to the adoption and adaptation of Western penal forms and principles in East Asia
from the late nineteenth century through the twentieth. We address assumptions and
stereotypes about “oriental barbarism.”
HIST 307-G Gender and Society in East Asia (HP)
This course examines the formation, contestation, and negotiation of meanings
attributed to sexual difference at various points in time in China, Korea, and Japan.
After surveying theoretical approaches to using gender as a category of historical
analysis, we consider case studies, looking at how philosophical, religious, and
political traditions, along with significant historical events and changes in technology
and production, combined in various constellations to shape the way people in these
societies conceptualize femininity, masculinity, and sexuality, utilizing primary
documents, literature, art, and secondary studies.
HIST 310-G The Iraq War
This course examines the Iraq War that began in 2003. While a variety of background
topics are covered, including the United States’ historical relationship with Iraq,
Operation “Desert Storm,” and the impact of 9/11 on U.S. policy toward the Middle
East, emphasis is placed on the more immediate build-up to the 2003 war, the execution
of that war, and the challenges that face the Iraqi state.
HIST 325-G Africa and the Americas (HP)
This is an introduction to the interconnected history of the Americas (Brazil,
Caribbean, United States) and Africa. We examine the impact of the Atlantic slave
trade on African peoples and follow the transportation and settlement of enslaved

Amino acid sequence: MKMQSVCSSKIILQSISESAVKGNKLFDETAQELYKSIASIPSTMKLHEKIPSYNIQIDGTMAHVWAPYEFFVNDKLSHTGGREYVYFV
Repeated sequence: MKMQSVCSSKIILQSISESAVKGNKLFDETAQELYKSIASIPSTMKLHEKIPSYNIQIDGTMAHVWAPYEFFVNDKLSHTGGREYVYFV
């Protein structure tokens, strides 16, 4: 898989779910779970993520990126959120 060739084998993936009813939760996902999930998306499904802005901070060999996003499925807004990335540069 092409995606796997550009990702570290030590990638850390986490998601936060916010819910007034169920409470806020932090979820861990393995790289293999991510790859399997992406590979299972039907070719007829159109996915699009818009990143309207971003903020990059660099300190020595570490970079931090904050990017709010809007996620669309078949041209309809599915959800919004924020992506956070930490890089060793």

Africans to the Americas. Our focus is the contribution of African peoples to the
history, culture, and politics of the Americas.
HIST 330-G Culture and Colonialism (HP)
This seminar focuses on selected readings in cultural and African history. Topics
may include gender and representation, Christianity and conversion, health and medicine,
etiquette and authority, art and identity, and theory and method.
HIST 334-G Comparative Genocides (CW, HP, VA)
This course examines the major genocides that have occurred during the 20th and
21st centuries. The course’s case-studies include Armenia, the Holocaust, Cambodia,
Rwanda, the Balkans, and Darfur. These are investigated with an eye toward determining
the causes of genocide in the modern era.
HIST 341-G The Arab-Israeli Conflict (CW, HP)
This course treats the on-going Arab-Israeli conflict. Emphasis is placed on
the political, military, and social history of the period starting with the rise
of Zionism in the late 19th century and continuing through to the conflict’s most
HIST 430-G Topics in Global History (HP)
This reading course focuses on topics in global history that interest students
and the instructor.